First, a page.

10. You are right, we are off topic. But I should let you know, that a Deist model of a Beginner is not a concern of mine, for like String Theory, there is no way to test the fantasy. All remains the same with or without such theories until the time comes that there is some measure. Perhaps you mark the the ultimate measure as death but those who believe in a deist model. If so, it remains unknown.

    But if we discuss particulars, with real outcomes, we can wrestle together to slowly approximate truth — very slowly.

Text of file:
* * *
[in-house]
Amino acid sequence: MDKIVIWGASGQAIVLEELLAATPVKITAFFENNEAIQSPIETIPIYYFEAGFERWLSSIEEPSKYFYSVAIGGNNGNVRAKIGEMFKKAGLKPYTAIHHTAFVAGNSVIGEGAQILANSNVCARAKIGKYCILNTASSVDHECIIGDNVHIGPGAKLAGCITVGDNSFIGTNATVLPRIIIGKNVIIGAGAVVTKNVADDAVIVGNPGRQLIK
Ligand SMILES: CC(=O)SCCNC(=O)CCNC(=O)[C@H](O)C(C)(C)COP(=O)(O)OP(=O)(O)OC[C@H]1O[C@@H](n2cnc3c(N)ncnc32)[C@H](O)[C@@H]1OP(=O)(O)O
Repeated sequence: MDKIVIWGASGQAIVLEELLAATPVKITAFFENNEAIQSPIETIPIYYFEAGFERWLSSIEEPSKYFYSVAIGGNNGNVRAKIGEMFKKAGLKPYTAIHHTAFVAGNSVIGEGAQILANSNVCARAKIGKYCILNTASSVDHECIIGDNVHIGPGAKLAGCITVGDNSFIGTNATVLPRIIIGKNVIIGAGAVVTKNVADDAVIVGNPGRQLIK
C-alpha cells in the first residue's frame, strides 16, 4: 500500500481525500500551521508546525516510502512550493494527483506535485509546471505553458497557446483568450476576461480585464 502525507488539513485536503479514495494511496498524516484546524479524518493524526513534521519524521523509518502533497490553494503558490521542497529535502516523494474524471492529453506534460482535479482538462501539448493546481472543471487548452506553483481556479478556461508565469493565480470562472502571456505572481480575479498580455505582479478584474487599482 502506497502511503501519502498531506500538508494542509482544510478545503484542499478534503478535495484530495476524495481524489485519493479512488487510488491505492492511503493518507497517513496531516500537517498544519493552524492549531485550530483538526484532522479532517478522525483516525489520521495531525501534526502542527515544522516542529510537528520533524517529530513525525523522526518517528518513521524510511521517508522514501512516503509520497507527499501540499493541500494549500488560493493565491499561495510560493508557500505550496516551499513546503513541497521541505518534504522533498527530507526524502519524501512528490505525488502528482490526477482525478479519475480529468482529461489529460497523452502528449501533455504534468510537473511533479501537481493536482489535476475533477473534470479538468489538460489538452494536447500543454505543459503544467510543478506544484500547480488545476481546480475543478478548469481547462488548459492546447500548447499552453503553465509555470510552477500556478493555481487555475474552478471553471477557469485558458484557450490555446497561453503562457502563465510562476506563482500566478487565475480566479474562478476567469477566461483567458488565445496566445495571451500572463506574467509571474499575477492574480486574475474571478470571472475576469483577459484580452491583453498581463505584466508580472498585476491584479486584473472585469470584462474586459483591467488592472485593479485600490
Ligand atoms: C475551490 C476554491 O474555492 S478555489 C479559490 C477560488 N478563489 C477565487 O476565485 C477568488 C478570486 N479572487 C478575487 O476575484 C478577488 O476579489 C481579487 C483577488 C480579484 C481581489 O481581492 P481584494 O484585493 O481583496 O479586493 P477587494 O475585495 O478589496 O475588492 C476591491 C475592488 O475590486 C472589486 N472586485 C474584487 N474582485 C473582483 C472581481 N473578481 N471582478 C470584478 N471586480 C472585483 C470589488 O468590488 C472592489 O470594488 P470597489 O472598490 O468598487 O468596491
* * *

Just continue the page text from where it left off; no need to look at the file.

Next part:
11. John Barron Jr, your example of the horse & schoolbus is actually very good in demonstrating how I see the thing. If I heard about such an event, I would be “biased” to think it is more propable that all this did not happen. That the wittnesses have actually not wittnessed such an eventuality. That is because, in my experience and all the examples of such events I have ever heard of, tell me it is by far more likelier that there is a nother reason why these people claim such things happened. If someone told you Santa Claus rode into town whith a flying sleigh, would you come to the conclusion that it is evidence of the supernatural? Or if your neighbour claimed his house is haunted, would it not be more likely to you that there is some other reason why people claim to have wittnessed something as such? But for some reason you decided to present an example of a miracle that has not happened and has not been witnessed by anyone. Why?